The real questions are what is cruel and unusual punishment or what is manslaughter or who should be put in those psychiatric wards you want to re-open

Posted by: George at March 19, 2005 08:56 PM
Comment #47475

David,

I am not asking the government to censor.
I am asking those responsible for what is placed on our airwaves to realize that we have babies born everyday. Babies who have never seen the wholesome shows we grew up with.
Just because adults need something more stimulating doesn’t mean they are the sole audience out there.
I am sure, given the chance, there are plenty of viewers ready to watch some good family entertainment.
I remember my mother laughing - we kids couldn’t figure out what was so funny - until we grew up.
The jokes my mother was laughing at were targeted towards adult entertainment while still being able to let the kids watch.

Freedom.
As a parent you must want to agree that the freedom of a child to walk down the street is much more important than the ‘total’ freedom of a known pediphile.
It isn’t like I am asking for PEDOPHILE to be tatooed on the forehead.
Let them go about there daily business - just do something to keep a better eye on them.
If I have to choose - I choose freedom for my child over the child molester.

Posted by: dawn at March 19, 2005 09:08 PM
Comment #47476

George, thank you very much for your comments. I obtained a BA in psychology and worked for years as psychiatric nurse’s aid, psychiatric technician, and counselor for federal prisoners in a half way house program.

I have witnessed the awesome power that can be mustered by individuals over other individual’s lives when the state elects to define who is sane, and insane, stable, and unstable, a threat to society or harmless. It is a power which at first appears to be too great to confer upon individuals over other individuals. And there certainly have been reams written about the abuses of such power.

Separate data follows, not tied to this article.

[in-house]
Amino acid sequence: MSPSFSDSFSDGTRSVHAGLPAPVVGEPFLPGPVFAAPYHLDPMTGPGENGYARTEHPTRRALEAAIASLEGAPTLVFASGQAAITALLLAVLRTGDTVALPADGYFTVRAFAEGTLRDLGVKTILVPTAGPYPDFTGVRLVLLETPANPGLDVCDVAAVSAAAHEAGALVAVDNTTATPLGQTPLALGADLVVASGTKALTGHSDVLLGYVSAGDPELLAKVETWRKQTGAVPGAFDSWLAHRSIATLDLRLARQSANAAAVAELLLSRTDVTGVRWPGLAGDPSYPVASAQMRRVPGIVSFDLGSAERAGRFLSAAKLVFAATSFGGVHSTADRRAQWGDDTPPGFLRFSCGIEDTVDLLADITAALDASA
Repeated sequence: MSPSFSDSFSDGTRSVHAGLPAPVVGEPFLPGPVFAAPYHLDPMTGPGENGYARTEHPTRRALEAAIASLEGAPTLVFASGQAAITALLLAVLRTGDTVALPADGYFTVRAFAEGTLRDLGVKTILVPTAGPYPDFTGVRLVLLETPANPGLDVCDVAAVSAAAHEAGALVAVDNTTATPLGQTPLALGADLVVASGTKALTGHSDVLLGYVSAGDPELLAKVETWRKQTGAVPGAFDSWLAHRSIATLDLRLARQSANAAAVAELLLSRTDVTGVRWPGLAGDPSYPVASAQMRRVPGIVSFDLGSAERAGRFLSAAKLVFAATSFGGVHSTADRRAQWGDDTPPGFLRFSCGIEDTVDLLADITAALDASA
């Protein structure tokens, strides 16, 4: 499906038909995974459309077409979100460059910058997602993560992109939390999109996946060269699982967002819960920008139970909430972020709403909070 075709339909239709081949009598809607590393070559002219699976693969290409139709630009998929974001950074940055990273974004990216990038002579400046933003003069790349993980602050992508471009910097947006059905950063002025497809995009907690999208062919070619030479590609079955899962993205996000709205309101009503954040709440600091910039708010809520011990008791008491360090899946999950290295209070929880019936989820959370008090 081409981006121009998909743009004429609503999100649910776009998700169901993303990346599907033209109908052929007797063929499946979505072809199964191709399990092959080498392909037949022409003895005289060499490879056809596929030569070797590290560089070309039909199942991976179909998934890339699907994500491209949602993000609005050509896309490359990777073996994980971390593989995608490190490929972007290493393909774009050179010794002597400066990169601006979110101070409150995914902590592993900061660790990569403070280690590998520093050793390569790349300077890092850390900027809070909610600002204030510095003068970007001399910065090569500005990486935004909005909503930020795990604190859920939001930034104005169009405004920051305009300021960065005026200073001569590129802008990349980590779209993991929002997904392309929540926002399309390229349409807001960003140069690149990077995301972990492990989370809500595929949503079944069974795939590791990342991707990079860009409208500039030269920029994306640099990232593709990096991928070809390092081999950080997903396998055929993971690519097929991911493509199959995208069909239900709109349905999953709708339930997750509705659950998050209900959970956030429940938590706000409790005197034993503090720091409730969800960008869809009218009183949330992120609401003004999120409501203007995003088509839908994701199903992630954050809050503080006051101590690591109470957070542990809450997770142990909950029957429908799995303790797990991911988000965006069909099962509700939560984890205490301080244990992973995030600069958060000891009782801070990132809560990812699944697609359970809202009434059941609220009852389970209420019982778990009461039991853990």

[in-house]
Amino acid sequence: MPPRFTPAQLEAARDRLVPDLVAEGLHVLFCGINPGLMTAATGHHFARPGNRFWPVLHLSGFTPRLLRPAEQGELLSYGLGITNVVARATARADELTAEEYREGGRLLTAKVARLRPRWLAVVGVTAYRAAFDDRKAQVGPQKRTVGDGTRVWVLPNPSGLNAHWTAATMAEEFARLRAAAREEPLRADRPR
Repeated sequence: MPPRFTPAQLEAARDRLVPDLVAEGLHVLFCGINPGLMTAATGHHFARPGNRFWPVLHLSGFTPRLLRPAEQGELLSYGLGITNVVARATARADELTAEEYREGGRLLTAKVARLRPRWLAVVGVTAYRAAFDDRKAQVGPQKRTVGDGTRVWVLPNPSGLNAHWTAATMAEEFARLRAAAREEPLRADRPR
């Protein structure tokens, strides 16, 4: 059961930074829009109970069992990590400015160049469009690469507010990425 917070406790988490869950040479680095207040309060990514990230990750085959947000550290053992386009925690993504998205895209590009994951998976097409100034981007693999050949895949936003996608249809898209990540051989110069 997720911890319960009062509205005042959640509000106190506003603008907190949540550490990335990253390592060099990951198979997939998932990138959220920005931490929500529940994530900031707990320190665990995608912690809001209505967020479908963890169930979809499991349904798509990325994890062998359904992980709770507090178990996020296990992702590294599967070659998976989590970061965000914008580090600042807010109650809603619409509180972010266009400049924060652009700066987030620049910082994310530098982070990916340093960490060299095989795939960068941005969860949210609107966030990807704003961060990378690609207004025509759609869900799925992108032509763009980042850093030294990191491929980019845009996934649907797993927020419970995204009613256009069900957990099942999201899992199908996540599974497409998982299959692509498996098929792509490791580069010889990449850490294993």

I have to believe however, that well intentioned professionals who oversee each others actions and review each others actions would justify society taking upon itself a measure of self control with regard to individuals whose behavior clearly threatens the welfare of others. This is no easy balancing act, but, it is one we must walk carefully and sincerely, if we are to stay off anarchy.

Posted by: David R Remer at March 19, 2005 09:09 PM
Comment #47477

Dawn, if I understand you correctly, you are asking for moral leadership by media owners and managers. If that is the case, we are in total and complete agreement.

Now, how do we, the people, convince them that what we want will sell as well as what they are currently pedaling? These are the horns of free enterprise and social media.

Posted by: David R Remer at March 19, 2005 09:23 PM
Comment #47478

Lance said: “It should be her choice of if she wants to die or not,”

But, don’t you see, Lance, that is the heart of this issue. She cannot express that choice for herself.

Posted by: David R Remer at March 19, 2005 09:25 PM
Comment #47479

Convince?
Who knows.
From what I’ve heard the most money made at the theaters last year was for movies we could actually take our children to see.
They must be able to take a clue from that.

I know that the shows I watch before 9pm - my girls can also watch. Few and far between.

Maybe it is the managers of the media outlets that need to be replaced. Convincing the owners is another thing.
Considering there is a product to sell no matter what the program - tough one.

Posted by: dawn at March 19, 2005 09:30 PM
Comment #47480


David,
Sorry I did not make myself more clear. I was referring to Teri Schiavo and those that would be God for her.
I believe Teri is performing her roll on this earth rather well. I would consider it an honor to perform as well.
Teri is today showing the U. S. and also the rest of the world who are watching, how low, how degraded life is regarded in our society.

Posted by: George at March 19, 2005 09:33 PM
Comment #47492